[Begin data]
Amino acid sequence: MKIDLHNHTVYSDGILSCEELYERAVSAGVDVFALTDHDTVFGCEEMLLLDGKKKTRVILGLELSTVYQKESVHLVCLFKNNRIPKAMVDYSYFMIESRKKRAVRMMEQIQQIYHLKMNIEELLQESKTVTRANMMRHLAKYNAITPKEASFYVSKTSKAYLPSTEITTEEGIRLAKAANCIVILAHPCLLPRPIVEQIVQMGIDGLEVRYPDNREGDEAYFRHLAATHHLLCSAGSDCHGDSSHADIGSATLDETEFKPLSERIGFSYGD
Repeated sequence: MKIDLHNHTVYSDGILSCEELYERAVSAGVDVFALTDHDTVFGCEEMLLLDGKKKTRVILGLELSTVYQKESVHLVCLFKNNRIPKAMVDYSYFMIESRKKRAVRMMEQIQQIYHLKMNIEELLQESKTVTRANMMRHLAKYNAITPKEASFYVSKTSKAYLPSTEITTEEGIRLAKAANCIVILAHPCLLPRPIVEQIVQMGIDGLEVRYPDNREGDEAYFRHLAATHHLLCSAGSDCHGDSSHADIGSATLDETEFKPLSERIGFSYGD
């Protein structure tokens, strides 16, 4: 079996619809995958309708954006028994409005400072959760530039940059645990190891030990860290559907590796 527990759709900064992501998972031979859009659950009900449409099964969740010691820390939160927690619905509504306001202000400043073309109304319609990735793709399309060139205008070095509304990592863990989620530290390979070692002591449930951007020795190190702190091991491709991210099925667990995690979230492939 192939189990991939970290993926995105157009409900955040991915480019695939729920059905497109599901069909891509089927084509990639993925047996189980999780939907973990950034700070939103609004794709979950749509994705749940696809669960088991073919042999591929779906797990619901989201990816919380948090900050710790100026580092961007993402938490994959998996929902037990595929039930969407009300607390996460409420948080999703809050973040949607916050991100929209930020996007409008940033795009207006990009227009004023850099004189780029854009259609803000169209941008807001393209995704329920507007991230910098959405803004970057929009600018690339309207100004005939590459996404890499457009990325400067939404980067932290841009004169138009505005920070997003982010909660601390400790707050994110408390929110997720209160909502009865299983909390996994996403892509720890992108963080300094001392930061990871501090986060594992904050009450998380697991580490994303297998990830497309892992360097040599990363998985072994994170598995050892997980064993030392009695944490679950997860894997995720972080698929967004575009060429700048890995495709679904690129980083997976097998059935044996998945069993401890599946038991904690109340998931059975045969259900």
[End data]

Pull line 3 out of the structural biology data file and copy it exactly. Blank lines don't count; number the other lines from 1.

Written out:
């Protein structure tokens, strides 16, 4: 079996619809995958309708954006028994409005400072959760530039940059645990190891030990860290559907590796 527990759709900064992501998972031979859009659950009900449409099964969740010691820390939160927690619905509504306001202000400043073309109304319609990735793709399309060139205008070095509304990592863990989620530290390979070692002591449930951007020795190190702190091991491709991210099925667990995690979230492939 192939189990991939970290993926995105157009409900955040991915480019695939729920059905497109599901069909891509089927084509990639993925047996189980999780939907973990950034700070939103609004794709979950749509994705749940696809669960088991073919042999591929779906797990619901989201990816919380948090900050710790100026580092961007993402938490994959998996929902037990595929039930969407009300607390996460409420948080999703809050973040949607916050991100929209930020996007409008940033795009207006990009227009004023850099004189780029854009259609803000169209941008807001393209995704329920507007991230910098959405803004970057929009600018690339309207100004005939590459996404890499457009990325400067939404980067932290841009004169138009505005920070997003982010909660601390400790707050994110408390929110997720209160909502009865299983909390996994996403892509720890992108963080300094001392930061990871501090986060594992904050009450998380697991580490994303297998990830497309892992360097040599990363998985072994994170598995050892997980064993030392009695944490679950997860894997995720972080698929967004575009060429700048890995495709679904690129980083997976097998059935044996998945069993401890599946038991904690109340998931059975045969259900």